Drylands are a key terrestrial biome, covering 45% of Earth’s land surface and supporting over 38% of the total global population. They are highly vulnerable to global environmental change. Desertification and land degradation, driven by increasing human pressure on land and water resources, are the most important and pressing environmental and socio-economic issues currently faced by dryland people. The sensitivity of drylands to these problems is amplified from the fact that their primary productivity is strongly limited by precipitation and soil nutrient availability, and both of these factors are undergoing changes associated with increasing atmospheric greenhouse gases and air pollutants. Because of the extent of dryland ecosystems globally, and the dependence of an important part of the human population on them for goods and services, it is crucial to establish effective programmes to monitor land degradation processes that can detect the onset of desertification and restore degraded land before degradation becomes irreversible or restoration too costly.
Dryland countries have a long history of restoration of degraded lands, a task that traditionally has been conducted by planting trees, whether native or not, paying little attention to the views of the local communities and to ecosystem functioning. The last decades have seen unprecedented interest and research efforts in the development of new technologies and participative approaches to effectively restore degraded drylands. Yet, new approaches have not been widely implemented, despite the renewed interest in restoration actions imposed by global initiatives such as the Bonn Challenge. At the same time, important conceptual progress has substantially advanced our understanding of desertification processes and produced new tools to monitor dryland status by means of biophysical and socio-economic indicators, including ecosystem functioning. In parallel, several high profile international initiatives launched in the framework of the United Nations Convention to Combat Desertification (UNCCD), such as the “2030 Agenda for Sustainable Development”, have placed concepts such as Land Degradation Neutrality and desertification at the forefront of political and environmental issues.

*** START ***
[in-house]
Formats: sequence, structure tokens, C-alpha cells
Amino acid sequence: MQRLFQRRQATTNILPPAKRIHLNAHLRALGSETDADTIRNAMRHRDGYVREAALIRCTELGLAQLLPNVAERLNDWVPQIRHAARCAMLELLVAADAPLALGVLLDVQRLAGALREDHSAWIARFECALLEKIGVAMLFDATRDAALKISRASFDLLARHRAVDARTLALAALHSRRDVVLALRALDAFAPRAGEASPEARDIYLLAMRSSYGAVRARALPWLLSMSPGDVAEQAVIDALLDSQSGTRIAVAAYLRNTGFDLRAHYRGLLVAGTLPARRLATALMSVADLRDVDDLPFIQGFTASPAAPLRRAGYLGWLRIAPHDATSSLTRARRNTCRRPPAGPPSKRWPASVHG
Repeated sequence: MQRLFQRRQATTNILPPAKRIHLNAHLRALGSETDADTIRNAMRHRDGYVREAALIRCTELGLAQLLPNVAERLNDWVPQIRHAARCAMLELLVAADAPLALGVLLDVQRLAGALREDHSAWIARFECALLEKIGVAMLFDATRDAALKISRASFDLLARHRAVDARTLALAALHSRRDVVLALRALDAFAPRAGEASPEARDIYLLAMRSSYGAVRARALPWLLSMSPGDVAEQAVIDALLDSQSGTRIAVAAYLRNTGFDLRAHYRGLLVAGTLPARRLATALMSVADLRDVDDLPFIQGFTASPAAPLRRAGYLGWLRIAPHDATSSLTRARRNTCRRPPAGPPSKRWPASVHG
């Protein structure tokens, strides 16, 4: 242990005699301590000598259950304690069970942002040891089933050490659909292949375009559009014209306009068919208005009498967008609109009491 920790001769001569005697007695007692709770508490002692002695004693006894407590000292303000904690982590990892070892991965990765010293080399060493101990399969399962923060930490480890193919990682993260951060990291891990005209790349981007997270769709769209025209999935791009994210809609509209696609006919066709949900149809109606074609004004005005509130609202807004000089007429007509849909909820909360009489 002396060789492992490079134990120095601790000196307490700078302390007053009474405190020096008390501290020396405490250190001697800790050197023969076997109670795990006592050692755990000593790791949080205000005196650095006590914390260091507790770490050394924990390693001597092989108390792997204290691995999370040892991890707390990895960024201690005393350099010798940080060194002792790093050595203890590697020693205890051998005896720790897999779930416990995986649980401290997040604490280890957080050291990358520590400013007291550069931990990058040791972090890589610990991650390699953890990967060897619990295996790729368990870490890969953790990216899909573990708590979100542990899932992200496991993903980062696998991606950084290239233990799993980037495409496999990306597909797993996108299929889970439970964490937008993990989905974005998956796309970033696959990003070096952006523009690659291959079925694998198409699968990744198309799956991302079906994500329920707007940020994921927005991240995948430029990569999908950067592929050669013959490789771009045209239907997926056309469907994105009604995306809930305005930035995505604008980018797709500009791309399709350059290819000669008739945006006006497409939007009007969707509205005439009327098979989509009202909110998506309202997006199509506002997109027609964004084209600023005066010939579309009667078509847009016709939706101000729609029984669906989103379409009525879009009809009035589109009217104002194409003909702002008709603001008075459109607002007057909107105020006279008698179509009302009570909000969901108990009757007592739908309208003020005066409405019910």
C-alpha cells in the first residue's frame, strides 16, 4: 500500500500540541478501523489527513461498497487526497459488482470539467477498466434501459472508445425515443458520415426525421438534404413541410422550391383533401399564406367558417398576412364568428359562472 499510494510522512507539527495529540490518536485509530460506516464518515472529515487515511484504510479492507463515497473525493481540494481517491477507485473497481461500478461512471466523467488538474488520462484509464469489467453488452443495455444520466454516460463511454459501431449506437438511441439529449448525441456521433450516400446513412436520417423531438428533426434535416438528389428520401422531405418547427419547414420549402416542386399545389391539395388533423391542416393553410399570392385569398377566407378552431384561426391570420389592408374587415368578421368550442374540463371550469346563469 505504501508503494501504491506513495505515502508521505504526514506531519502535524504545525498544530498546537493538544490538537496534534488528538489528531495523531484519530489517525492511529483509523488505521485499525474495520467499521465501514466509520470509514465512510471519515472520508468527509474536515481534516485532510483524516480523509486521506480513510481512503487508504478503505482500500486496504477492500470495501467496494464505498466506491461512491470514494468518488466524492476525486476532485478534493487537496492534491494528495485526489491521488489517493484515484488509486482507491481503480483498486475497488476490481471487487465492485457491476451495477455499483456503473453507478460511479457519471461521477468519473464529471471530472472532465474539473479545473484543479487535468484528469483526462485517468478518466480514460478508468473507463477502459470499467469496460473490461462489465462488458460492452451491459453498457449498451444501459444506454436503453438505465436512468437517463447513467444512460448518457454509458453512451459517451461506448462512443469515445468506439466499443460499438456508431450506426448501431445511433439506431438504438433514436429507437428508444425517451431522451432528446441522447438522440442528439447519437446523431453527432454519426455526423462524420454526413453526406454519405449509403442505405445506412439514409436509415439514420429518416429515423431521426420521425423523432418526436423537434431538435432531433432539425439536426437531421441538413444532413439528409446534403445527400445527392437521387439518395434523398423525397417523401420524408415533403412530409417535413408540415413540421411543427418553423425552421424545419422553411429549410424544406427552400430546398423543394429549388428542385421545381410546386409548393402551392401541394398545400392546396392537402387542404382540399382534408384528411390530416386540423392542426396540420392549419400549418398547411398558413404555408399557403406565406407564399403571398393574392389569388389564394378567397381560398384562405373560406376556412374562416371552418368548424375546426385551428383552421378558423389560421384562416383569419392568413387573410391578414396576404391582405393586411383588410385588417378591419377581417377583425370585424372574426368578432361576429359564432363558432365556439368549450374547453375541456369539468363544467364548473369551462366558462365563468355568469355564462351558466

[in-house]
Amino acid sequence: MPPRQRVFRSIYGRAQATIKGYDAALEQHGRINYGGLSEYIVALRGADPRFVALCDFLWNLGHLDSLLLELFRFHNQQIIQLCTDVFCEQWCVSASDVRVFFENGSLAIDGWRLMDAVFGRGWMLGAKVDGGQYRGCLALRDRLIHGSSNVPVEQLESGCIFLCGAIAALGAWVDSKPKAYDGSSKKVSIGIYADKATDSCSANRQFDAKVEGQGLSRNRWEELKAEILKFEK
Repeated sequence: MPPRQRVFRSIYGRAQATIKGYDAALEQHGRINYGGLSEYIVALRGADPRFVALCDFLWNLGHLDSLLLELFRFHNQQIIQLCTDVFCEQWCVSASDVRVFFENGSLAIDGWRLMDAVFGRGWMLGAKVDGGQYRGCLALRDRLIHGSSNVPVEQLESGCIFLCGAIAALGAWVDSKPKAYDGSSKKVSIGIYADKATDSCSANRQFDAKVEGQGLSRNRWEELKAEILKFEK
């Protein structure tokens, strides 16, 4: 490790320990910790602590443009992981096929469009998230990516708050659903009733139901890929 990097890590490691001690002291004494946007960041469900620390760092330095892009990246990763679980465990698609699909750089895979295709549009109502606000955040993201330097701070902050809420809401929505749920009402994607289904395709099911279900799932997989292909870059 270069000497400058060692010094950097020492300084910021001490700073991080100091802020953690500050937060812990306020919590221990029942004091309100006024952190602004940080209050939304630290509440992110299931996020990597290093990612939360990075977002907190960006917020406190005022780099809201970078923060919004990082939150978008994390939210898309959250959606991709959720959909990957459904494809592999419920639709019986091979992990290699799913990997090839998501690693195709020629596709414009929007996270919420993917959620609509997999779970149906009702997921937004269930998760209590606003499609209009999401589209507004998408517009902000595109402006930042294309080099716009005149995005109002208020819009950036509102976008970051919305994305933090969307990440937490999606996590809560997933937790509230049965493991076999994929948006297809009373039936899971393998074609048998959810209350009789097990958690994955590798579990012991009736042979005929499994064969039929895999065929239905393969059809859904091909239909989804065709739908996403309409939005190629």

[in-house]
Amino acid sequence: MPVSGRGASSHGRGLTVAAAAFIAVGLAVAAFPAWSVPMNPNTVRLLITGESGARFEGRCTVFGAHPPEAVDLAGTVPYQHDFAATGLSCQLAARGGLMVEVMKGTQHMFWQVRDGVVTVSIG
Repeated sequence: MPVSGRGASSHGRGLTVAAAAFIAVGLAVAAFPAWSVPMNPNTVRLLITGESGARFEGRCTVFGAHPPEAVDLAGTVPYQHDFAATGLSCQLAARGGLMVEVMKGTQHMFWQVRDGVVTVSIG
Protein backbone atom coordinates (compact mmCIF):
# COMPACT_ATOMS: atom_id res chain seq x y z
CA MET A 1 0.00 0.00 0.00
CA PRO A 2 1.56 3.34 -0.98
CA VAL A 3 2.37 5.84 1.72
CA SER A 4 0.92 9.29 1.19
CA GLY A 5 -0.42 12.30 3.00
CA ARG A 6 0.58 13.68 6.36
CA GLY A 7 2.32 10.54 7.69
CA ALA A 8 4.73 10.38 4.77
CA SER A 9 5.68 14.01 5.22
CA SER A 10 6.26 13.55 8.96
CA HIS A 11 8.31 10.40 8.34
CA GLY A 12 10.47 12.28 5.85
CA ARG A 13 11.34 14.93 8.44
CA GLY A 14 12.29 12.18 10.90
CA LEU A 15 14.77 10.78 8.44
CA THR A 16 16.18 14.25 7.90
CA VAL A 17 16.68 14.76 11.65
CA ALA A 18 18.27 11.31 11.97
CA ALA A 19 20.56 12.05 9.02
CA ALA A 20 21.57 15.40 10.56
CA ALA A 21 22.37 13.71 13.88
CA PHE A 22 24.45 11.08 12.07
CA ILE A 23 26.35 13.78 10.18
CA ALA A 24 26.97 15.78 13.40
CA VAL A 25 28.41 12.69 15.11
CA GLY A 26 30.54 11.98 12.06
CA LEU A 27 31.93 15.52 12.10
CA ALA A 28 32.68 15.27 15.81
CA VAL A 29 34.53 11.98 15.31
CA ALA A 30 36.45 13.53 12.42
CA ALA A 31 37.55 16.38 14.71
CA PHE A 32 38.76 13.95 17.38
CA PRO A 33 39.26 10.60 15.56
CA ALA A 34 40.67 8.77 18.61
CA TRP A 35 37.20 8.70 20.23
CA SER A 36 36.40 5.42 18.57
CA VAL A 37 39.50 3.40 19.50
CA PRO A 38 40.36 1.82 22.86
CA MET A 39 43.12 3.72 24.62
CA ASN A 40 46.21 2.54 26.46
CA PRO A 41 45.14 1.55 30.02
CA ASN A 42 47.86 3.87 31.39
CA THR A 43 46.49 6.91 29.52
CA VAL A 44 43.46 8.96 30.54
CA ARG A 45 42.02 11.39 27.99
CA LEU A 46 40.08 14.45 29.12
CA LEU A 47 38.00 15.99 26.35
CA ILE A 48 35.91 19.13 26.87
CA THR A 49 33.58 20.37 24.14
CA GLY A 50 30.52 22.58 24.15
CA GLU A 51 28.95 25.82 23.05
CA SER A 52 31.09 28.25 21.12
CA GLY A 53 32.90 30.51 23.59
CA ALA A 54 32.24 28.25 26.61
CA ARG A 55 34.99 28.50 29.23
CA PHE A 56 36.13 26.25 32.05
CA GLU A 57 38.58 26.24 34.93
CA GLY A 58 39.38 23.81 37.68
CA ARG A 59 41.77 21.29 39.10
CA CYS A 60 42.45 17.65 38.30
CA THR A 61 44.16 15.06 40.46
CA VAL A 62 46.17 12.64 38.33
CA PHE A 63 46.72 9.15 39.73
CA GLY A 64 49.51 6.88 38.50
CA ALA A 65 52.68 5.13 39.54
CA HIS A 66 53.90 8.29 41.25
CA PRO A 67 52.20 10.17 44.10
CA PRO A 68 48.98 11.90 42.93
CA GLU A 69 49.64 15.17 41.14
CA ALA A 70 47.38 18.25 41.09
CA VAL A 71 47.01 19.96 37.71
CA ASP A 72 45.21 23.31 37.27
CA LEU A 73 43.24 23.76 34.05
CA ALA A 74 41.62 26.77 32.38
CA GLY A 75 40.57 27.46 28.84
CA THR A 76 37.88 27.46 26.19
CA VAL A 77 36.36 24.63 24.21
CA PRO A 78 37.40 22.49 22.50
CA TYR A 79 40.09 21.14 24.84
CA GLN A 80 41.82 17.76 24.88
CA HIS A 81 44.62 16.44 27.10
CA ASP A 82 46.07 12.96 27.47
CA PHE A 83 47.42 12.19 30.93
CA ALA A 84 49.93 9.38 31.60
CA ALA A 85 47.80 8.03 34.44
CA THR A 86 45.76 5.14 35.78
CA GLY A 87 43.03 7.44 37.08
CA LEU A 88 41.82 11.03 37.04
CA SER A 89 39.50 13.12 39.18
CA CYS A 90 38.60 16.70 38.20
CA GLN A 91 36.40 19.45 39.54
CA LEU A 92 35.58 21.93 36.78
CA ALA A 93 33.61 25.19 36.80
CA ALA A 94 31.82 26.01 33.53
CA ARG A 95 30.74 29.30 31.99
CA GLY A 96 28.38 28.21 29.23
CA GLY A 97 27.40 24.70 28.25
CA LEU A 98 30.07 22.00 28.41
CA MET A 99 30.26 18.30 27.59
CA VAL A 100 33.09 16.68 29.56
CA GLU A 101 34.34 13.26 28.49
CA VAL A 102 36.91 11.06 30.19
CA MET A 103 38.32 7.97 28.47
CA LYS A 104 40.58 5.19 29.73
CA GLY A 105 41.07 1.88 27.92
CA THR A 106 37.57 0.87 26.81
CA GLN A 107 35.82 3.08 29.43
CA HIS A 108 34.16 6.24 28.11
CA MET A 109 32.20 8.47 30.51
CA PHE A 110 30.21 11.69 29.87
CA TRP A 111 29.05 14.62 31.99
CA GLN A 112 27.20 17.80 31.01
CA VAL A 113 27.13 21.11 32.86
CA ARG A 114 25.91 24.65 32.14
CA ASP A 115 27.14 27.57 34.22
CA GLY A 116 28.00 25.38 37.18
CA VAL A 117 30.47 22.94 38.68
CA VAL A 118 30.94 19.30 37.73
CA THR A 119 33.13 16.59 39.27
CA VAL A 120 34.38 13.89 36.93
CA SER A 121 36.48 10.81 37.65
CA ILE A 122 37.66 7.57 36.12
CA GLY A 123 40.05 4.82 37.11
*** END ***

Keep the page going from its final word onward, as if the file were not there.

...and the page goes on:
This course will present the latest scientific and technical advances in land restoration with the purpose of combating desertification; improve knowledge on how to effectively restore degraded drylands, from project planning to the implementation and monitoring phases; and introduce available tools to monitor desertification processes. Case-studies from Mediterranean countries will be discussed, relevant high profile international initiatives will be introduced, and practical work will be performed by the participants to get familiar with state-of-the-art tools.
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